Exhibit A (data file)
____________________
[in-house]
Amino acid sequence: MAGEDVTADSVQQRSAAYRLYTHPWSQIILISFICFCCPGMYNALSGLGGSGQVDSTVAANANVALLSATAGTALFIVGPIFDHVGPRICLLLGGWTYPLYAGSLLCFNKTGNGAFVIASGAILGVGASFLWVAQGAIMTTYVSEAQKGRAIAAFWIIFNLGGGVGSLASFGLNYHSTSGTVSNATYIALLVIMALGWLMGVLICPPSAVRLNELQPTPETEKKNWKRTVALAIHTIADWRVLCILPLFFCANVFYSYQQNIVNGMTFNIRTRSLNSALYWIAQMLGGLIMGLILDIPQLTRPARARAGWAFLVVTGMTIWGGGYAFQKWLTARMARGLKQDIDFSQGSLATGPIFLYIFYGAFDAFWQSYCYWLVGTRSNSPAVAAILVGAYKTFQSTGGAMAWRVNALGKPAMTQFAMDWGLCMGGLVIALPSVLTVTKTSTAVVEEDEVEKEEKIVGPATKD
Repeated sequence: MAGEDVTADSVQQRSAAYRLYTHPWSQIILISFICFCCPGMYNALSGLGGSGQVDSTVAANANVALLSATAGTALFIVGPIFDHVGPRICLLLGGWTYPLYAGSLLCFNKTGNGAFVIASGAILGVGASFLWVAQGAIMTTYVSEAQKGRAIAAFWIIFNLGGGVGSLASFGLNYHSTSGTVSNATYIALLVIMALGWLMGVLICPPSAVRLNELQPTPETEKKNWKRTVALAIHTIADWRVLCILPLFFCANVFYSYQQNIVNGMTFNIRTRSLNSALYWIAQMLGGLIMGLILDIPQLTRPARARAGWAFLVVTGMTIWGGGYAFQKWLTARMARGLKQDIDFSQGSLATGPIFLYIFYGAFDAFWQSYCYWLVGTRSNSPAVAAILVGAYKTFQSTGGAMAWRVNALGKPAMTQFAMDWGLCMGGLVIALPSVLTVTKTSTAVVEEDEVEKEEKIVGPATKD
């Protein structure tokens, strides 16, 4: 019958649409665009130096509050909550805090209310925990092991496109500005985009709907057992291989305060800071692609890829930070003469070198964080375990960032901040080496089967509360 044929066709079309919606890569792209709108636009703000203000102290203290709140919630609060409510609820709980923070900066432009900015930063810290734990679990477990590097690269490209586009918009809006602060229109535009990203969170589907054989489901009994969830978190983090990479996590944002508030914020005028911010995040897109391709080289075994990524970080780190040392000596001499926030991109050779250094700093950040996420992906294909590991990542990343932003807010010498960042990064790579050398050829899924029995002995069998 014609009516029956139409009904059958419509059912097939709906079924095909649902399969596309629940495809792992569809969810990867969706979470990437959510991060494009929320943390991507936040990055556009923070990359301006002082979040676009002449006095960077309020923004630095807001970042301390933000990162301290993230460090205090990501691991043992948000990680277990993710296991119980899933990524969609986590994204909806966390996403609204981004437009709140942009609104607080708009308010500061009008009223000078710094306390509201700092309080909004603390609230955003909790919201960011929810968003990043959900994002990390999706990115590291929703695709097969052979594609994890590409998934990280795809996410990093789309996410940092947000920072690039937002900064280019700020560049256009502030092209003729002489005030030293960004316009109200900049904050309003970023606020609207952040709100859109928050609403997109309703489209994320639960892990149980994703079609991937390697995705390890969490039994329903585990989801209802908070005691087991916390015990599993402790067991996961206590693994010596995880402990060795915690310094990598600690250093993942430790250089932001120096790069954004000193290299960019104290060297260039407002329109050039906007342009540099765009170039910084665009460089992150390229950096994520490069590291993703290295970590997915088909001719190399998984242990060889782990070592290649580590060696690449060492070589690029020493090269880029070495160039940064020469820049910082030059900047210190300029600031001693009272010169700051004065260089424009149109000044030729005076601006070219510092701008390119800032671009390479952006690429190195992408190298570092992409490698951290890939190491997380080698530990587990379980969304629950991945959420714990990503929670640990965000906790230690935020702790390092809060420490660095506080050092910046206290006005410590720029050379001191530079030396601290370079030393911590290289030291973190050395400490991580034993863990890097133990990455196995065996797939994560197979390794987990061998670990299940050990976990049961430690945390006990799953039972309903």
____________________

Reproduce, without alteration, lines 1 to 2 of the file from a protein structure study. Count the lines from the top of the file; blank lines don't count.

[in-house]
Amino acid sequence: MAGEDVTADSVQQRSAAYRLYTHPWSQIILISFICFCCPGMYNALSGLGGSGQVDSTVAANANVALLSATAGTALFIVGPIFDHVGPRICLLLGGWTYPLYAGSLLCFNKTGNGAFVIASGAILGVGASFLWVAQGAIMTTYVSEAQKGRAIAAFWIIFNLGGGVGSLASFGLNYHSTSGTVSNATYIALLVIMALGWLMGVLICPPSAVRLNELQPTPETEKKNWKRTVALAIHTIADWRVLCILPLFFCANVFYSYQQNIVNGMTFNIRTRSLNSALYWIAQMLGGLIMGLILDIPQLTRPARARAGWAFLVVTGMTIWGGGYAFQKWLTARMARGLKQDIDFSQGSLATGPIFLYIFYGAFDAFWQSYCYWLVGTRSNSPAVAAILVGAYKTFQSTGGAMAWRVNALGKPAMTQFAMDWGLCMGGLVIALPSVLTVTKTSTAVVEEDEVEKEEKIVGPATKD